Just Jund ThemThursday, September 1st 2016 Keith Capstick

"Sometimes you just Jund them and then you win."

This was the phrase I kept repeating a couple weekends ago to my friends as I took down the Cardboard Classics PPTQ with the deck I’d been playing and writing about all season — Jund.

Here’s the list I played:

The deck just “Junds” people. Jokes aside this is a huge reason that I keep running it back week after week. Jund is part of a special class of fair decks that have this capacity for unique nut-draw sequences that leave your opponent wondering how they can ever win. Starts like: “Thoughtseize, Tarmogoyf, kill-your-guy, Tarmogoyf, Tarmogoyf” can essentially end games on the spot against any matchup which is a huge incentive to play a deck that can also just operate at such a high level against the field when it’s not seeing it’s best draws. In a format filled with linear decks that can win on Turn 4 this is what keeps me coming back to Jund. Unlike the Grixis, Abzan and Jeskai decks that also inhabit the “fair deck” category of the format — you can just Jund them.


Hall of Fame pro Luis Scott-Vargas recently used this same logic as his justification for selecting Bant Company as his Standard deck of choice for Pro Tour Eldritch Moon — which he Top 8’d. He said the deck was average against the field but that it could just “Bant” them with two-drop into Spell Queller or Reflector Mage and then a Collected Company on four.

If you’ve paid any attention at all to Modern as of late the cards above will look like business as usual with the exception of a couple specific choices which we’ll go over later; but first, I’d like to go over some of the key new matchups in Modern and my approach to them as both were decks I had to beat to win this past weekend. The format isn’t changing quickly, but knowing how to sideboard and what the right lines of play are against these “flavour of the week” decks can mean the difference between x-2 and a win.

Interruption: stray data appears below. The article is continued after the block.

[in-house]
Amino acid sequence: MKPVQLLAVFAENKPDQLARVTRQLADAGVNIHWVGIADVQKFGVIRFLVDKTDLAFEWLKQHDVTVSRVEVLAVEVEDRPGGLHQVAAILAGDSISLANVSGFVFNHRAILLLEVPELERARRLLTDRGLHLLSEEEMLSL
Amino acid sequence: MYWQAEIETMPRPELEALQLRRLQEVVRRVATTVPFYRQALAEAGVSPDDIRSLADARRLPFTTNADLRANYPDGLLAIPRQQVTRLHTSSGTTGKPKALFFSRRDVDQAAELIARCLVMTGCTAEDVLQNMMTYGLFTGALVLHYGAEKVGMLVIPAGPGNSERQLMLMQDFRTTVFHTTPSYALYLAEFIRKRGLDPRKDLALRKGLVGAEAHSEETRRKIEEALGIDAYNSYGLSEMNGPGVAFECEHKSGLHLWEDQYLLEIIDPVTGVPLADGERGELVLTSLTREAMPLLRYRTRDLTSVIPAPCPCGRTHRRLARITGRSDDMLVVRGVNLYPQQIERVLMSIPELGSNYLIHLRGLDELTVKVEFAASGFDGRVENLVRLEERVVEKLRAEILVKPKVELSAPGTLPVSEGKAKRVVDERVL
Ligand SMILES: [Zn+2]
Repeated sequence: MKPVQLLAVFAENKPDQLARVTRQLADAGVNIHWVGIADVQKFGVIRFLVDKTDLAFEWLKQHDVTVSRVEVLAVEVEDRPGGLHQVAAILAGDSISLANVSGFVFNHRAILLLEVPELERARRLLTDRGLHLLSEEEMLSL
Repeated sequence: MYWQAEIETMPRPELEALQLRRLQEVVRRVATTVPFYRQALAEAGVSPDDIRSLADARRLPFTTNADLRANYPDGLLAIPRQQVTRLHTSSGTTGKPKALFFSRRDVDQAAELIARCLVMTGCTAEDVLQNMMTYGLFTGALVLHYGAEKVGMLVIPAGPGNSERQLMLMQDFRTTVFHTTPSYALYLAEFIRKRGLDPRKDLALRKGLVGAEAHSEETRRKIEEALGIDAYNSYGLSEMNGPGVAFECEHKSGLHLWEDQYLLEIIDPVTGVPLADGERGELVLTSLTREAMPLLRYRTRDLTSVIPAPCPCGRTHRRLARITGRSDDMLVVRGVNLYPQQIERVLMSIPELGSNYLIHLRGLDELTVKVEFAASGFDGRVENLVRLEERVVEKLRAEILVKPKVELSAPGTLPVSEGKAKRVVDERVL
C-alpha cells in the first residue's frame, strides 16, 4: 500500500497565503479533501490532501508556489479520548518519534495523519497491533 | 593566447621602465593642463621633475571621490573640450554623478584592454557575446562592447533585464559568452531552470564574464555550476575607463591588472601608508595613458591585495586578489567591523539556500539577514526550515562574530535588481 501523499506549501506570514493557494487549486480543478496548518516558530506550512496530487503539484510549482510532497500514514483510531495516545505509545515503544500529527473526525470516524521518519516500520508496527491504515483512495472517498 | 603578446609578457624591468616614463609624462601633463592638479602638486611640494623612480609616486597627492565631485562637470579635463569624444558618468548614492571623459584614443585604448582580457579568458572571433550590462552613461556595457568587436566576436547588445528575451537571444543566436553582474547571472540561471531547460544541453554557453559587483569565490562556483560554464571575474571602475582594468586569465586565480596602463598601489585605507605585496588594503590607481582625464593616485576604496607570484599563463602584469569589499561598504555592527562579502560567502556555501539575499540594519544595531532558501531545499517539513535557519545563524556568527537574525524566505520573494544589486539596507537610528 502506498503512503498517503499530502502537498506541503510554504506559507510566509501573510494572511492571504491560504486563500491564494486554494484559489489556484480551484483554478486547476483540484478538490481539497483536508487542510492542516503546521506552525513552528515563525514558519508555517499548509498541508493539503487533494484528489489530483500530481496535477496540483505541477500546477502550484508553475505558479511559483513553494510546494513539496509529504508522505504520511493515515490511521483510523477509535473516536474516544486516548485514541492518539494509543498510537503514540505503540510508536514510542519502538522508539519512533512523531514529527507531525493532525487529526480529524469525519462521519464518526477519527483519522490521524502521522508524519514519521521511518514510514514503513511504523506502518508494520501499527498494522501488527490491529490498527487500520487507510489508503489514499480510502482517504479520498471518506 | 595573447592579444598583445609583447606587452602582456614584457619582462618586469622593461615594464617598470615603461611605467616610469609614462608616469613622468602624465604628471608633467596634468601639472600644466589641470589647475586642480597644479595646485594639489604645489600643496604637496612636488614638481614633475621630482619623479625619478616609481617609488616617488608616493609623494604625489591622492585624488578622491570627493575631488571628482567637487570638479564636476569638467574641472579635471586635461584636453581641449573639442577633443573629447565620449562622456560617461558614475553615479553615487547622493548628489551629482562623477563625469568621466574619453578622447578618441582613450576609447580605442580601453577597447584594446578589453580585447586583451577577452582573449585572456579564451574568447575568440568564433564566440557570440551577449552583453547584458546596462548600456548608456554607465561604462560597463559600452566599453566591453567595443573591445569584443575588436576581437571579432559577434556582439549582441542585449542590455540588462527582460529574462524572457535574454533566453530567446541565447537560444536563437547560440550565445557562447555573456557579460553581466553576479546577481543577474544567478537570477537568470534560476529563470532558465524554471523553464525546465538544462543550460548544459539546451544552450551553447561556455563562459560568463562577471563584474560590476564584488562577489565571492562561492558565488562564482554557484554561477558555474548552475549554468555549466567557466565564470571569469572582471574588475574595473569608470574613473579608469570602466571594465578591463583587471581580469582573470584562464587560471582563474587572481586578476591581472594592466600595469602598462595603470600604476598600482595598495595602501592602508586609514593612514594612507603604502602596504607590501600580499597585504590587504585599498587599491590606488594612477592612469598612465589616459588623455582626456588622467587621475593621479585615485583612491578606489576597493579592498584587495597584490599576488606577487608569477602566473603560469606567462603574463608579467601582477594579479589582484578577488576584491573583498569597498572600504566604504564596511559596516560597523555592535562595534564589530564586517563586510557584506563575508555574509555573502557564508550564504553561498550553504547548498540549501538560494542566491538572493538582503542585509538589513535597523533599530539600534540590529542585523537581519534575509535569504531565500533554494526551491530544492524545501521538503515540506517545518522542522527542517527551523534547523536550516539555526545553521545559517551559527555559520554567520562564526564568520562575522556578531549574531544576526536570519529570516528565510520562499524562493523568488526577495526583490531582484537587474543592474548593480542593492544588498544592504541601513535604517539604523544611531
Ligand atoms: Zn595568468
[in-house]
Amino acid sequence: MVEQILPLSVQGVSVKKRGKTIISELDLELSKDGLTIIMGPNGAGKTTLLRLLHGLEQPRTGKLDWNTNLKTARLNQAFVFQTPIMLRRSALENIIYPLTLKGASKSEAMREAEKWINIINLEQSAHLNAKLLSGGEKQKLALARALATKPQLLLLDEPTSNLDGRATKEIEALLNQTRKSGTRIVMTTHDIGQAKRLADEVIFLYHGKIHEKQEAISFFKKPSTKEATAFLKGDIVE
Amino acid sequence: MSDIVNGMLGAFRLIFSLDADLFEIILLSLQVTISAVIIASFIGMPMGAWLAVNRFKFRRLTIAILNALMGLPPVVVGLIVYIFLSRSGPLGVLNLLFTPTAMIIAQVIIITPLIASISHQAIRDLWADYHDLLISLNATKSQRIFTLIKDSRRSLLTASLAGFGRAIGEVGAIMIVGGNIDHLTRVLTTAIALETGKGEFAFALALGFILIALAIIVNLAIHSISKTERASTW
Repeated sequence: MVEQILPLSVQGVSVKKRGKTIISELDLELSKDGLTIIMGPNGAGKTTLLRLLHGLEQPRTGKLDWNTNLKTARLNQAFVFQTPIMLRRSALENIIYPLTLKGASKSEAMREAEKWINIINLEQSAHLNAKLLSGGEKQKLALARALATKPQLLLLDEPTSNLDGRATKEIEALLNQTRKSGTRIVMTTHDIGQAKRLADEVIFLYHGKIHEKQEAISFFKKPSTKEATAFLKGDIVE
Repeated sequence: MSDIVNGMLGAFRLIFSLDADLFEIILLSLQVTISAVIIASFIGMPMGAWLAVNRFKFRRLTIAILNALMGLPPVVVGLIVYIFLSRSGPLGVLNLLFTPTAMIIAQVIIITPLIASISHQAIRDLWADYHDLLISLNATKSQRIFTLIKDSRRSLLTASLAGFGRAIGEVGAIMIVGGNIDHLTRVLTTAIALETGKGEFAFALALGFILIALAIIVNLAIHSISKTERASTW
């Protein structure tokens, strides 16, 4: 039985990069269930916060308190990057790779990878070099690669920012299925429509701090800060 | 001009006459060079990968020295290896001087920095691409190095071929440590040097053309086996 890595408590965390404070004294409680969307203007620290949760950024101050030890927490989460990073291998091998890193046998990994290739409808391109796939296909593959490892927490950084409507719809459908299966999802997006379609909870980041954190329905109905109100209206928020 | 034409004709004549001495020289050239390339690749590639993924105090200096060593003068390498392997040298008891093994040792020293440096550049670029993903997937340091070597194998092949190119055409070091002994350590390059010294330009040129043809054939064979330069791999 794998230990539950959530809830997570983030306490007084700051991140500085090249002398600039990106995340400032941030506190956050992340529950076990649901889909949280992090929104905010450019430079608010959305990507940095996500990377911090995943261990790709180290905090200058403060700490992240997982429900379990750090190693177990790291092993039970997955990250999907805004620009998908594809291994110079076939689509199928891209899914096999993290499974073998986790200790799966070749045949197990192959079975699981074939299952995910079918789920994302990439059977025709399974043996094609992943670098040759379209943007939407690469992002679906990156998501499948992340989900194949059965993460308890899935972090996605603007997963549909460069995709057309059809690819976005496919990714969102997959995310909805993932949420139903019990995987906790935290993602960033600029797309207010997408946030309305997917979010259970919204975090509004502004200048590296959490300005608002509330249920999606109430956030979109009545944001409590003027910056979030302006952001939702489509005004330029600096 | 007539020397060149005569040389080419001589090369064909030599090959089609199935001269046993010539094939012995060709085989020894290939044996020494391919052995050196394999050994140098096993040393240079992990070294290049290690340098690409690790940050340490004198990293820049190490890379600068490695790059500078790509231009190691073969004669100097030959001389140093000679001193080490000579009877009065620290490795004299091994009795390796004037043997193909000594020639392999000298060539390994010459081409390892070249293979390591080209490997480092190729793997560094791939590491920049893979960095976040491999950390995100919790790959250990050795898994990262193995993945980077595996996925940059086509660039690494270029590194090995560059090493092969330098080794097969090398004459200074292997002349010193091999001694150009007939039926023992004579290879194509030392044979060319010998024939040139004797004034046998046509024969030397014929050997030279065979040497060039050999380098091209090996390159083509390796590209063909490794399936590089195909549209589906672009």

The Dredge Menace

The prominence of Dredge has certainly not been good for Jund. That deck renders a large portion of your deck textless and, outside of Scavenging Ooze, your Game 1 matchup is abysmal to say the least. As with all Dredge decks, though, sideboard hate has a pronounced impact on the matchup. The key here is what hate you play and how versatile it can be in other matchups.

In the above list I played a Nihil Spellbomb and a Grafdigger's Cage to go along with a Jund Charm. The logic here is that Cage specifically targets Dredge but is less versatile, while Spellbomb cantrips and Jund Charm obviously has a lot more utility. Spellbomb has the added benefit of being good enough to bring out the board against decks like Grixis and Jeskai to shut off a Snapcaster Mage while Cage, interacting poorly with your own Kitchen Finks, isn’t good enough to justify bringing it in. If you suspect Dredge to be a bigger part of your metagame I’d suggest more Cages or three Leyline of the Voids.

Jund CharmNihil SpellbombGrafdigger's Cage